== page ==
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Thread: High Water

  1. #1
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    Default High Water

    What is the impact of all this high water on our fisheries like Melvern and Pamona that have been high for months. Will it be good or bad. Just off the top of my head I would think it would benefit the fry as they more place to hide and a lot of nutrients from decomposing vegetation. The predator fish might have a hard time because the prey is so spread out. Am I close love to know thanks
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  2. #2
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    I've seen times where Kansas flooded lakes have helped game fish. Bait fish have more places to lay eggs with better protection from predators. Following years had increased food supply for game fish
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  3. #3
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    Default Mega Spawn?

    I agree fully that this year, as quick as the males moved in shallow, making nest and having new cover, we should have a excellent year class hatched. Not to mention a bazillion crappies NOT caught. <*)}}}><
    You'll see the difference,,,on the end of your line! PROUD MEMBER OF ​TEAM GEEZER
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  4. #4
    Craig Johnson's Avatar
    Craig Johnson is offline Moderator "Ask The Biologist" Forum * Crappie.com Supporter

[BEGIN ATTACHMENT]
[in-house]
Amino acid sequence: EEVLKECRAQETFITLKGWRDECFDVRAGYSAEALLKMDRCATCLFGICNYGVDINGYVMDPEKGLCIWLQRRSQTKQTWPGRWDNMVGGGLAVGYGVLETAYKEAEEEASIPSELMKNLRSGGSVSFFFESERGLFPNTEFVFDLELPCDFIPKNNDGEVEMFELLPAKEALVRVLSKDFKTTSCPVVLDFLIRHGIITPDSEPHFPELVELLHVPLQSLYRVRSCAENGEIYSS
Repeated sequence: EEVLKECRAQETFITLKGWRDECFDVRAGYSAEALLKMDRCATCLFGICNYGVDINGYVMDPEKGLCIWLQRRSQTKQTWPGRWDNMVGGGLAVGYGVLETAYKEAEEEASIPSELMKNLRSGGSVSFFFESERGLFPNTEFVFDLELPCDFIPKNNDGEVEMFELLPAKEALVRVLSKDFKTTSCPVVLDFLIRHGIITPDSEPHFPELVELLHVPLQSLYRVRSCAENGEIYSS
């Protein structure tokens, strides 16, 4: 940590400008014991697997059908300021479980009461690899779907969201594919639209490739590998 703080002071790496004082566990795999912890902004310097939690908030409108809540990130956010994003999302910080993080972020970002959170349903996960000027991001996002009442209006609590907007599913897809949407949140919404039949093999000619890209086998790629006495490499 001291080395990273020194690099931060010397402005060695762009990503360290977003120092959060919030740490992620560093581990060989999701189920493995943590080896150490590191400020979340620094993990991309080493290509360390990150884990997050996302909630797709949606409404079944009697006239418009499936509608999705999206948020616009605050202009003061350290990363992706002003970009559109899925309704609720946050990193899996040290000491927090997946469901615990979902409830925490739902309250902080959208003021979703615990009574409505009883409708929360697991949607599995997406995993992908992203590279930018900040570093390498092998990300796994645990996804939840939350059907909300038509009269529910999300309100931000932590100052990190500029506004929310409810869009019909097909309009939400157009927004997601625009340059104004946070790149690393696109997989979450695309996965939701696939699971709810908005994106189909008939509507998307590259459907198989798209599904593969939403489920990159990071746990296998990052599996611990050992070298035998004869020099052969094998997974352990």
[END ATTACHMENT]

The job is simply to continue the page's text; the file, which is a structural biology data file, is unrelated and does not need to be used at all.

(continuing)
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    Hello Guys,

    Sorry for the slow reply. It's been a busy year this year with all the extra water!

    You're all on the right track. Flood years are traditionally productive for Kansas fish populations. If high water occurs prior to spawning, spawning fish may have access to high quality spawning habitat/cover that is otherwise high and dry. High inflow rates introduce increased nutrients to the system and fuel the food chain from the bottom up meaning more food for all fish. If turbidity remains too high too long this may cause problems with production as sunlight penetration is limited.

    We've seen extended times this year on our high elevations which is rare occurrence for many Kansas reservoirs. Usually we get a high water event prior to the crappie spawn and the fish spawn in good habitat above conservation pool only to be left dry when the lake is pulled down in a week or so. We didn't have that problem this year. I've been stocking fish in to some great looking flooded habitat the last couple of weeks and the cover is teeming with forage for the small sportfish!

    The flip side to this high productivity is the loss of adult sportfish to downstream releases. Fish losses during releases is inevitable. Hard to have your cake and eat it too...flood years are highly productive with increased downstream fish losses, while drought years are less productive with few or no downstream fish losses. Sportfish will be fairly well dispersed throughout the lakes during this time of year and many will be a long ways from the outlets. Release rate and duration as well as release timing will affect the extent downstream fish losses.
    Thanks Flint, dkv thanked you for this post

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